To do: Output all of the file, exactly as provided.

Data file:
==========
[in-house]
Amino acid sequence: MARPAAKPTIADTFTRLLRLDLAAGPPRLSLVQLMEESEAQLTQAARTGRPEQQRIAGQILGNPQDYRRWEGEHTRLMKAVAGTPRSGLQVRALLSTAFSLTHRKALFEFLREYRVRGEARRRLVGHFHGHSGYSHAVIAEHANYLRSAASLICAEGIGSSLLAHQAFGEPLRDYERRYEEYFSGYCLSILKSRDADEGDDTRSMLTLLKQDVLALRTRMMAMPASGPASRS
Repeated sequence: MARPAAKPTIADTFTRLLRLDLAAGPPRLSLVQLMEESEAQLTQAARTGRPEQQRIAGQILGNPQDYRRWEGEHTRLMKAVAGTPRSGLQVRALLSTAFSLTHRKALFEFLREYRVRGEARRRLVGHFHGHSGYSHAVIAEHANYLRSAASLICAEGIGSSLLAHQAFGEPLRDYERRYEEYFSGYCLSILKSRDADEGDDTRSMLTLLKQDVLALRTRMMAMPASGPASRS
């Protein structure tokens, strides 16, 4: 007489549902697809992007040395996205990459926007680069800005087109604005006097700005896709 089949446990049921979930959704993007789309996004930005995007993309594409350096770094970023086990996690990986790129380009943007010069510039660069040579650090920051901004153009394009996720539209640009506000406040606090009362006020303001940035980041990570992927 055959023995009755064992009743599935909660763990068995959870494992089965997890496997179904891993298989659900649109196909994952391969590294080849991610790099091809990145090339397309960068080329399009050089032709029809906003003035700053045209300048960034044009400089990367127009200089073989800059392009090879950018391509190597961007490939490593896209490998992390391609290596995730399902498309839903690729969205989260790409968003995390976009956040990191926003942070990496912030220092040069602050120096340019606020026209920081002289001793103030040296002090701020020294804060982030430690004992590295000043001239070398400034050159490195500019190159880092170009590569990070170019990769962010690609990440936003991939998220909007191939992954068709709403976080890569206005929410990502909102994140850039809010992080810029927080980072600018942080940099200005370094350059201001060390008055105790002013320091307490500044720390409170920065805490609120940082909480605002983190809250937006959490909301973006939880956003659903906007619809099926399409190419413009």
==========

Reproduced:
[in-house]
Amino acid sequence: MARPAAKPTIADTFTRLLRLDLAAGPPRLSLVQLMEESEAQLTQAARTGRPEQQRIAGQILGNPQDYRRWEGEHTRLMKAVAGTPRSGLQVRALLSTAFSLTHRKALFEFLREYRVRGEARRRLVGHFHGHSGYSHAVIAEHANYLRSAASLICAEGIGSSLLAHQAFGEPLRDYERRYEEYFSGYCLSILKSRDADEGDDTRSMLTLLKQDVLALRTRMMAMPASGPASRS
Repeated sequence: MARPAAKPTIADTFTRLLRLDLAAGPPRLSLVQLMEESEAQLTQAARTGRPEQQRIAGQILGNPQDYRRWEGEHTRLMKAVAGTPRSGLQVRALLSTAFSLTHRKALFEFLREYRVRGEARRRLVGHFHGHSGYSHAVIAEHANYLRSAASLICAEGIGSSLLAHQAFGEPLRDYERRYEEYFSGYCLSILKSRDADEGDDTRSMLTLLKQDVLALRTRMMAMPASGPASRS
């Protein structure tokens, strides 16, 4: 007489549902697809992007040395996205990459926007680069800005087109604005006097700005896709 089949446990049921979930959704993007789309996004930005995007993309594409350096770094970023086990996690990986790129380009943007010069510039660069040579650090920051901004153009394009996720539209640009506000406040606090009362006020303001940035980041990570992927 055959023995009755064992009743599935909660763990068995959870494992089965997890496997179904891993298989659900649109196909994952391969590294080849991610790099091809990145090339397309960068080329399009050089032709029809906003003035700053045209300048960034044009400089990367127009200089073989800059392009090879950018391509190597961007490939490593896209490998992390391609290596995730399902498309839903690729969205989260790409968003995390976009956040990191926003942070990496912030220092040069602050120096340019606020026209920081002289001793103030040296002090701020020294804060982030430690004992590295000043001239070398400034050159490195500019190159880092170009590569990070170019990769962010690609990440936003991939998220909007191939992954068709709403976080890569206005929410990502909102994140850039809010992080810029927080980072600018942080940099200005370094350059201001060390008055105790002013320091307490500044720390409170920065805490609120940082909480605002983190809250937006959490909301973006939880956003659903906007619809099926399409190419413009």